Except a certain few that I can count on one hand. And, boy, did they do their best to love me. My Aunt Doris and Uncle Harry began calling me and coming to visit me and making a sincere effort in my childrens’ lives. Aunt Doris staunchly defended me when it was necessary and her family showed their support as well. She would kiss me square on the mouth and tell me how much she had always loved me and say, “Honey, none of us will ever know what you went through, but I always knew something wasn’t right.” As an adult, I got to know an aunt that I never even knew I had.
She was one of the “gap-fillers” God has given me here and there just to show me what real love feels like.
A word has been on my mind lately.
PURPOSE—Noun: The reason for which something is done or created, or for which something exists.
I was thinking about this word today as I prayed for my aunt and her family, and I realized something. I did not get the privilege to know my aunt or uncle, or any of my cousins, for that matter, very well when I was little. I don’t know what she accomplished or may be known for. I know she makes great baked beans and grilled cheese (she told me a couple of her secrets for their yumminess), but beyond that, all I know is how she makes me feel. She simply loves me. I have a feeling that if I asked her daughters and grandkids, they might say the very same thing. In her own special way, she just took care of everyone around her. She found purpose in taking an orphaned niece under her wing. When she gets to heaven, I know she will grasp how priceless that was to me.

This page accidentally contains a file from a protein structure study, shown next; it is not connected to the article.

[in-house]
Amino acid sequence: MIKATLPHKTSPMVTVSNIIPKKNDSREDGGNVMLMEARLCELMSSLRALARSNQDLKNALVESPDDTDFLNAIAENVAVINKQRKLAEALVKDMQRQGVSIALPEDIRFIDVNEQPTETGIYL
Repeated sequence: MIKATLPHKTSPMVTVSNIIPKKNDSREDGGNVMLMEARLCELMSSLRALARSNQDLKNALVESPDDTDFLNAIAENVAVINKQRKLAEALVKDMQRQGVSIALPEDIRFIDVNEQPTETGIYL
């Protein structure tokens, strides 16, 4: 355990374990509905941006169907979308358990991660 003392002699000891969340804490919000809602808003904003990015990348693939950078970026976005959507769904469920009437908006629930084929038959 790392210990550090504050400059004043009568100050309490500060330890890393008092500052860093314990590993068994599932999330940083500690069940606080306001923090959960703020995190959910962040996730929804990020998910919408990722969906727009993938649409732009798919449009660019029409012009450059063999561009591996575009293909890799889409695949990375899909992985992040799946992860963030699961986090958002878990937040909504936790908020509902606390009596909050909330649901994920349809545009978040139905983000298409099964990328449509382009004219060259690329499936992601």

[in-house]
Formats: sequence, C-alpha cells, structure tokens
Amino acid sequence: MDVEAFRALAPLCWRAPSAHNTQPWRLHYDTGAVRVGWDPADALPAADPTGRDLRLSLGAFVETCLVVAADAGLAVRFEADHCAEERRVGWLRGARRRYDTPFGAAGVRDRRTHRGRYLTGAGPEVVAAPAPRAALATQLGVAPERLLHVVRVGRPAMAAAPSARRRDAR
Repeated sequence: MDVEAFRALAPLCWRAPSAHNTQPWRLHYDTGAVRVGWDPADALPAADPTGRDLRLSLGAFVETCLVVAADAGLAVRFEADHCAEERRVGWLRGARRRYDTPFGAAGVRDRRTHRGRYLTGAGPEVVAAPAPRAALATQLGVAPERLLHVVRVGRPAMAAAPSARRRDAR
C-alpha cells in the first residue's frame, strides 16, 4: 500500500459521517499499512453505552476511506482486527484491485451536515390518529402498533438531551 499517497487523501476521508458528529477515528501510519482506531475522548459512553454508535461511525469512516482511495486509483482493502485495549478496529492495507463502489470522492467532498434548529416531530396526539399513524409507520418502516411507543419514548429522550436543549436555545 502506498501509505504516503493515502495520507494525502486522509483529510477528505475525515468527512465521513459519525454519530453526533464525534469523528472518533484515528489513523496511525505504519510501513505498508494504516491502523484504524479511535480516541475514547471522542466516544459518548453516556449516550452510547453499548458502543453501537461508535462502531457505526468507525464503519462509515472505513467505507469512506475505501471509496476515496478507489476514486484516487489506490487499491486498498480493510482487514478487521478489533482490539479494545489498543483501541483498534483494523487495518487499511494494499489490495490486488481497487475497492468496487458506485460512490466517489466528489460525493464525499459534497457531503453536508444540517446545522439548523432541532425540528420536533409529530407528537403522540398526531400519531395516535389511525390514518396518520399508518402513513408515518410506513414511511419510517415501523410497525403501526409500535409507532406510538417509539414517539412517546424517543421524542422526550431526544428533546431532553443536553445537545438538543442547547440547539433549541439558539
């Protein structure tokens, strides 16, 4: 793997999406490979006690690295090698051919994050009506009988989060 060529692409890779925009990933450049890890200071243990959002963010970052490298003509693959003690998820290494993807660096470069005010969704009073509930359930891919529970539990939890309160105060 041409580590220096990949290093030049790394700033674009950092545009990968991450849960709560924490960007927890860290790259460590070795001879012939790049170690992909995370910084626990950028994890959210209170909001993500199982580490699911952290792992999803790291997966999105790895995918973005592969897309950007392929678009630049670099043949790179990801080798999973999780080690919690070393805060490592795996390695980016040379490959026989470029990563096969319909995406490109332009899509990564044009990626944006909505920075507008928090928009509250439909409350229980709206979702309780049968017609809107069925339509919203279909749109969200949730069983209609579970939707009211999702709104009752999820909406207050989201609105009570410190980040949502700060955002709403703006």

Some times we know exactly what our purpose is. After I wrote this post about purpose, I spent time with a friend who is absolutely giddy because she knows that she knows exactly where God has placed her for such a time as this. I had to come back and write that in because there are times when purpose is very evident and exciting.
But, more often than not, I see people wrestle with knowing their purpose.
Think of a man age 50 and beyond who may not know where in the world he is supposed to lead and you will see exactly what I mean. I watched my dad slide downhill as soon as he thought he lost his value. I’ve seen it many, many times.
Listen to the cry of the heart of a stay-at-home momma who wonders if wiping bottoms and washing dishes is all she is good for.
The examples are truly endless. We all wrestle at some point or another with where we fit in. And if we know God has plans for us, many times we are desperately searching for meaning and purpose.
There is a big lie being sold to a starving market. It comes in a million shiny packages and whatever it looks like to one person, whatever bar they have set for themselves and labeled “SUCCESS” makes everything else look shabby and worthless.